Let’s not forget the Lava brothers: Jesus, Jose, and Vicente who were scions of a prominent family in Bulakan. Vicente was a chemist who helped develop coconut oil for use in industry, while Jesus was a top notched medical doctor before they became embroiled in the political ferment of their time. The Lava brothers supported economic independence of the Philippines from America and later became leaders of the local communist resistance against the Japanese during World War II. 

This town also gave birth to other things aside from heroes and famous personages. One of these is the traditional song Dalit, a poetic chant for the patrons of a certain barrio or town. The tradition of Flores de Mayo was also born here at the Church of Nuestra Señora de la Asuncion. This is a feast held to honor the Virgin Mary, now held throughout the Philippines in the month of May. 

Small as it is, Bulakan also has many things of interest to attract out-of-towners. Its legendary native cuisine is the most talked-about thing that draws a lot of visitors from Manila and far-away places is. 

This interest has been sparked  by the late  Filipino food historian Milagros Santiago-Enriquez.

Known as Tita Mila, she was known for such dishes as binilot na morcon, bistik na sugpo, bringheng Bualakan, Calamares relleno, hamon ng bulakan, deche flan del mar, Picadilyong na may patatas at chorizo.

She was the author of an award-winning historical cookbook, Kasaysayan ng Kaluto ng Bayan, which documents the history of Bulacan cuisine from as early as the 17th century. The book provides original recipes of Bulacan dishes during the Philippine Revolution and the birth of the Philippine Republic. There is a chapter there that has a list of the favorite foods of the country’s heroes. Accordingly Jose Rizal’s favorite was tinola and ginisang monggo, while Marcelo H. del Pilar’s was pinalundag na bulig and pochero. Gregorio del Pilar craved arroz ala Cubana and puto caramba, among others.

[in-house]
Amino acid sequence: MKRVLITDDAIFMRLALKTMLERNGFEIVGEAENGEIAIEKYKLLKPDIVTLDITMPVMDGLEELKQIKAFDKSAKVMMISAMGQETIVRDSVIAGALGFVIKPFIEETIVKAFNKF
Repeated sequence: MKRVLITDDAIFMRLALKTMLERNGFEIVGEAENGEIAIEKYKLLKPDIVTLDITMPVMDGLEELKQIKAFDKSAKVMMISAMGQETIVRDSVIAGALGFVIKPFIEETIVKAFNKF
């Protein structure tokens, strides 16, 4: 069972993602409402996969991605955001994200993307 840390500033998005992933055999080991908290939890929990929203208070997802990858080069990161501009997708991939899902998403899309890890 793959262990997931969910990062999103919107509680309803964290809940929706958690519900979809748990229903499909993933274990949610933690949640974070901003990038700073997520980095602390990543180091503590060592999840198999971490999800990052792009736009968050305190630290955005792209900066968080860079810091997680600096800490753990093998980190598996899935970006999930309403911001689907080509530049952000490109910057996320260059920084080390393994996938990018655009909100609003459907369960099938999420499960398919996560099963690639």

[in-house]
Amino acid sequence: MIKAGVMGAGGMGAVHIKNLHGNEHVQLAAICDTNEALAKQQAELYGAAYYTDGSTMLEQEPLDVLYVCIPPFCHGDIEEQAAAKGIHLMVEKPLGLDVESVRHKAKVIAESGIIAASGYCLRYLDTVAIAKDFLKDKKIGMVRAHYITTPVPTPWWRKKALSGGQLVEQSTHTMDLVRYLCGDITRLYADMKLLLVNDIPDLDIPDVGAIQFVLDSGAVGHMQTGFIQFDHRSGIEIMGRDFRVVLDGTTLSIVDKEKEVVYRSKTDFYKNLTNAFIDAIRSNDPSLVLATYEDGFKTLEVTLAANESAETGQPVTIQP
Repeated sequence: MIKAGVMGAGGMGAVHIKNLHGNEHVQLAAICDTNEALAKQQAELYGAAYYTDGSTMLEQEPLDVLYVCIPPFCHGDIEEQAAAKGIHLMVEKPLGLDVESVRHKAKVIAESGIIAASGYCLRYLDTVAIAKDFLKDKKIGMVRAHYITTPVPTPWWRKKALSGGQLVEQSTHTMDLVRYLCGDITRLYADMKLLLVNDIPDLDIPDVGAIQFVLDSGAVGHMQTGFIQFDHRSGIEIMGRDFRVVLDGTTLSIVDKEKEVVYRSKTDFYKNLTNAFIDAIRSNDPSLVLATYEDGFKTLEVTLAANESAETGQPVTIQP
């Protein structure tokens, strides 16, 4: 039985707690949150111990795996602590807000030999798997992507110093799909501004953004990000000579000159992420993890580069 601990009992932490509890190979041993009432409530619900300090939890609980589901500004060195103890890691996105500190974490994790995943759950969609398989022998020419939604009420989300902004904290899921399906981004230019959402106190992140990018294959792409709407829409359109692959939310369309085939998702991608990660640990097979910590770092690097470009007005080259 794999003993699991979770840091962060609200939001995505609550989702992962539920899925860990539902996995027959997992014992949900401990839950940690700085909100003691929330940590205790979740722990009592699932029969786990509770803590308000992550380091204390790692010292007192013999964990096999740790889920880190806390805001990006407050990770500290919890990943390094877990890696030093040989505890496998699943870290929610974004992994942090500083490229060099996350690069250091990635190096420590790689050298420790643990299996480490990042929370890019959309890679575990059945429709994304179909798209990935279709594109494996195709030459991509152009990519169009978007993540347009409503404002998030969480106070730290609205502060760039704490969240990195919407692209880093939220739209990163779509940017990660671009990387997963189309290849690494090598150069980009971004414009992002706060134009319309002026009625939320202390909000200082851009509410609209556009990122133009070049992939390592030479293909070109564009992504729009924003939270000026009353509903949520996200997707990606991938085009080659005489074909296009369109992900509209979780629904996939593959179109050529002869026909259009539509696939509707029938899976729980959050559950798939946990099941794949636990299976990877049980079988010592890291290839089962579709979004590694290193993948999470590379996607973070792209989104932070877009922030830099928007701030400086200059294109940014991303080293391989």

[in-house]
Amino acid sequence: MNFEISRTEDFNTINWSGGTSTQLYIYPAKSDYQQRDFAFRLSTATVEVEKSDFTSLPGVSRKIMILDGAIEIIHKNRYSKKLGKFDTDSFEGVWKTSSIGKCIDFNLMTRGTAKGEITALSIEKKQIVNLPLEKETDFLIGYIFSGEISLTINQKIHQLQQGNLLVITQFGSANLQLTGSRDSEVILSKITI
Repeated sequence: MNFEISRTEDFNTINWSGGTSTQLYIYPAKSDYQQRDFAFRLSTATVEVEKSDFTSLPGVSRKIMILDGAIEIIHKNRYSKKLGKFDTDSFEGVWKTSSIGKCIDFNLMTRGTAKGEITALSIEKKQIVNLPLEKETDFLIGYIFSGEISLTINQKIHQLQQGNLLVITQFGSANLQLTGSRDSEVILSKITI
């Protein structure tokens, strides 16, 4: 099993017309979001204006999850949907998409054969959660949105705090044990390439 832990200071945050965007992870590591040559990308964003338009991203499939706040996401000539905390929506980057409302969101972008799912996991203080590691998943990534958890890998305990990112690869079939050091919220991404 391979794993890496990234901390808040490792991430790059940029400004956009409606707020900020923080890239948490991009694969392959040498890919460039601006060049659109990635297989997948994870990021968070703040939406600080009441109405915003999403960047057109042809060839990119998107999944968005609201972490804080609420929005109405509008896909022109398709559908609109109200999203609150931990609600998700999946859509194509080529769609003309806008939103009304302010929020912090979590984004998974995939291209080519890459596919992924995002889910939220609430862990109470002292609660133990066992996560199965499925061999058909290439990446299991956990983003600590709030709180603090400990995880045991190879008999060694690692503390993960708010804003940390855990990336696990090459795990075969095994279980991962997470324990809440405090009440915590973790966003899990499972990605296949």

How did she know? Mrs. Enriquez was related to Gregorio del Pilar and Pio Valenzuela. Her father-in-law, Col. Vicente Y. Enriquez, was the aide-de-camp of Gen. Gregorio del Pilar. In fact, General del Pilar was born on land adjacent to the Enriquez family house in Barrio San Jose, Bulakan. The Enriquez brothers were not only neighbors of Goyo, they also became best of friends. So it’s easy to imagine General Goyo enjoying those original recipes prepared by the Enriquez household during his occasional neighborly visits.

These “revolutionary dishes” are still being served to visitors by the next generation of the Enriquez clan,  who have carried on Tita Mila’s traditional cooking. A planned trip there is in my new year’s list for 2021.

By the way the Enriquez Ancestral House is a destination in itself. Constructed during the 1850s, it houses a museum of rare antiques and historical artifacts. Some of the documents of Marcelo H. del Pilar were found in this house. 

Three historical spots in Bulakan to put in your must-see in Bulakan:

  • The Church of Nuestra Señora de la Asuncion, built by the Agustinians in the late 1500s, is one of the oldest churches in the Philippines. It is said that in this church, Gregorio del Pilar distributed “subversive” pamphlets authored by his uncle, Marcelo H. del Pilar.  The National Historical Commission of the Philippines installed a historical marker in 2007 that declared the Bulakan Church as a Marked Historical Structure.
  • Gat Marcelo H. Del Pilar Memorial Shrine and birthplace of the country’s exceptional propagandist and hero. This is where Plaridel was born and where he spent his youth. However, according to a granddaughter of del Pilar, the original house was torn down. This house is just a replica of the original. The shrine is now under the care of the National Historical Commission of the Philippines.
  • Gen. Gregorio del Pilar Marker, which marks the birthplace of Gen. Gregorio del Pilar who was born on November 14, 1875, and died December 2, 1899. 

Now is the time to visit this quiet town with K (for kasaysayan) before the modern world encroaches on it. That’s because from what I learned, the New Manila International Airport is being proposed to be built along the coastlines of the municipality with 2025 as the target day of completion.